2. The Port Authority's ban on solicitation is reasonable. Solicitation may have a disruptive effect on business by slowing the path of both those who must decide whether to contribute and those who must alter their paths to avoid the solicitation. In addition, a solicitor may cause duress by targeting the most vulnerable persons or commit fraud by concealing his affiliation or shortchanging purchasers. The fact that the targets are likely to be on a tight schedule, and thus are unlikely to stop and complain to authorities, compounds the problem. The Port Authority has determined that it can best achieve its legitimate interest in monitoring solicitation activity to assure that travelers are not interfered with unduly by limiting solicitation to the sidewalk areas outside the terminals. That area is frequented by an overwhelming percentage of airport users, making ISKCON's access to the general public quite complete. Moreover, it would be odd to conclude that the regulation is unreasonable when the Port Authority has otherwise assured access to a universally traveled area. While the inconvenience caused by ISKCON may seem small, the Port Authority could reasonably worry that the incremental effects of having one group and then another seek such access could prove quite disruptive. Pp. 683-685.

925 F.2d 576, affirmed in part.

REHNQUIST, C. J., delivered the opinion of the Court, in which WHITE, O'CONNOR, SCALIA, and THOMAS, JJ., joined. O'CONNOR, J., filed a concurring opinion, post, p. 685. KENNEDY, J., filed an opinion concurring in the judgment, in Part I of which BLACKMUN, STEVENS, and SOUTER, JJ., joined, post, p. 693. SOUTER, J., filed a dissenting opinion, in which BLACKMUN and STEVENS, JJ., joined, post, p. 709.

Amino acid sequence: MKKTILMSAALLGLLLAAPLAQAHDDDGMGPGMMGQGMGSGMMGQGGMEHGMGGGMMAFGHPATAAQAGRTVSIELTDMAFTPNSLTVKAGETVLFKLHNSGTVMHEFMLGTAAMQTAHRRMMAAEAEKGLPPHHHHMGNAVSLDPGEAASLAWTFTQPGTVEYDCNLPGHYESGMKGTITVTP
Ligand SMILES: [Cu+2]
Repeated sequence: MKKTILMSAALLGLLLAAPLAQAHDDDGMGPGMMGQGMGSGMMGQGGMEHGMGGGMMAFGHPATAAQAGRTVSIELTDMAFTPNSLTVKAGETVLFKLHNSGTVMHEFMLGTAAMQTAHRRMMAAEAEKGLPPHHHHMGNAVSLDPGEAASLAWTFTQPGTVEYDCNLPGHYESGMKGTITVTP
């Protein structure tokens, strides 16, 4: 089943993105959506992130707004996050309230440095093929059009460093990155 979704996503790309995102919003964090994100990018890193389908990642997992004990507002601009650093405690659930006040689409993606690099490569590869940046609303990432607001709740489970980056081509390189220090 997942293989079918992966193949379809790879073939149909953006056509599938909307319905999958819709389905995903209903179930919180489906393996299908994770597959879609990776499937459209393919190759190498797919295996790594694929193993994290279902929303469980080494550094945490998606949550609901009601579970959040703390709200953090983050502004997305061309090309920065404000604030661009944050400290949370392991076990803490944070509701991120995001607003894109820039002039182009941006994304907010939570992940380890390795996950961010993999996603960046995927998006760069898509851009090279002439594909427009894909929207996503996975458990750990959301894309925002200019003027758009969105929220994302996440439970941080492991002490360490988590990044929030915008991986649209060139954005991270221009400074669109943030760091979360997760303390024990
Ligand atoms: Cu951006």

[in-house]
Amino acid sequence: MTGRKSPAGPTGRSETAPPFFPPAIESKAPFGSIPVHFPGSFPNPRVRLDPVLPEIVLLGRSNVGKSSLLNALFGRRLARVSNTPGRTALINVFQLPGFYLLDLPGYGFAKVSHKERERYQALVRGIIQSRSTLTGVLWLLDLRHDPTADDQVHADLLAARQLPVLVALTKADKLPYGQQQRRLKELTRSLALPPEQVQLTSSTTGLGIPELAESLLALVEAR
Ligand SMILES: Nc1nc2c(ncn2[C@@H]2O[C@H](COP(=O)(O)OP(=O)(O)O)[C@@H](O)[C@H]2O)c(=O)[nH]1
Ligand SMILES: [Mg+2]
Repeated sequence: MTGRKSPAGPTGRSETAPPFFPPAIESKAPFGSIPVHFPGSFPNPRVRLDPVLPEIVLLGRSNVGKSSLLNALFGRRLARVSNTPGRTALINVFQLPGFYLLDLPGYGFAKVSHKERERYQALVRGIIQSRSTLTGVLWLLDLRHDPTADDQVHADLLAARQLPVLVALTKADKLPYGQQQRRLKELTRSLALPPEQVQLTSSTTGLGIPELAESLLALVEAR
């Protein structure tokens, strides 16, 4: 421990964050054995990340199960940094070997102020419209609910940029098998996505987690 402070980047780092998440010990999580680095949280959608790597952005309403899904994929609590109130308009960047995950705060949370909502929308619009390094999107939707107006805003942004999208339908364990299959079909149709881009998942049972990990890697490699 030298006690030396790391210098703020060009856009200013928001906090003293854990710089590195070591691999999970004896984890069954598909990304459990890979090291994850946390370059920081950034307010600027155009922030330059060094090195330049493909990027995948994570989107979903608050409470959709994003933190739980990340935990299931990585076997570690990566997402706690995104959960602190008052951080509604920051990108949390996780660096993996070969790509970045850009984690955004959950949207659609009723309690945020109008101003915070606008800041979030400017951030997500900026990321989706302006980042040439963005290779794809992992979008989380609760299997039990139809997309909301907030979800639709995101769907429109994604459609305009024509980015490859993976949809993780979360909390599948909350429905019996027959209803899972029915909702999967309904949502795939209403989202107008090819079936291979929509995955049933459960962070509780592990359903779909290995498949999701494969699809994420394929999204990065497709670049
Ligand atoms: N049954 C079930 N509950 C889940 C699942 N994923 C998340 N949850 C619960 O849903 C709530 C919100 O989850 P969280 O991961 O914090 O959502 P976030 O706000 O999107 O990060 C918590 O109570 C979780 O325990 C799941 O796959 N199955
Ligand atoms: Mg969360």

Full Text of Opinion

Primary Holding

Restrictions on speech in airports need only have a rational basis, since these are not public forums under the First Amendment.


The Port Authority did not allow the sale of merchandise, the sale or distribution of written material, or the solicitation and receipt of funds inside airport terminals in New York City. It did allow these activities on the sidewalks outside the terminals. The Krishna members believed in circulating religious literature and soliciting funds in public places as part of their mission. They argued that police superintendent Lee and the Port Authority had violated the First Amendment by enforcing this regulation. While the trial court granted summary judgment to Krishna, the intermediate appellate court ruled that the Port Authority could ban soliciting but not leafletting. Both sides appealed.



  • William Hubbs Rehnquist (Author)
  • William Hubbs Rehnquist
  • Sandra Day O'Connor
  • Antonin Scalia
  • Clarence Thomas

Airport terminals do not have a long history of being forums that are available for public expression, since they are relatively recent innovations. Their main purpose is not related to promoting the free flow of ideas, but instead they are dedicated to the commercial enterprise of air travel. A lower level of scrutiny is appropriate when the government regulates speech on a part of its property that has not traditionally been a public forum. A restriction thus is valid as long as it is reasonable. In this case, it is reasonable to expect that solicitation will disrupt the travel of airport users while raising concerns of fraud and duress. People in the airport are usually in a hurry, so misconduct might be unreported. These issues justify a solicitation ban.


  • Sandra Day O'Connor (Author)

Concurrence/Dissent In Part

  • Anthony M. Kennedy (Author)


  • David H. Souter (Author)
  • Harry Andrew Blackmun
  • John Paul Stevens

Case Commentary

The Court chose to adopt a broader rule governing certain public forums like airports, rather than requiring lower courts to hold specific evidentiary hearings in each case to determine whether the speech should be restricted. This area of First Amendment jurisprudence often must be reconciled with rulings on content-based and content-neutral restrictions, the substantive area to which decisions like these provide a procedural counterpart.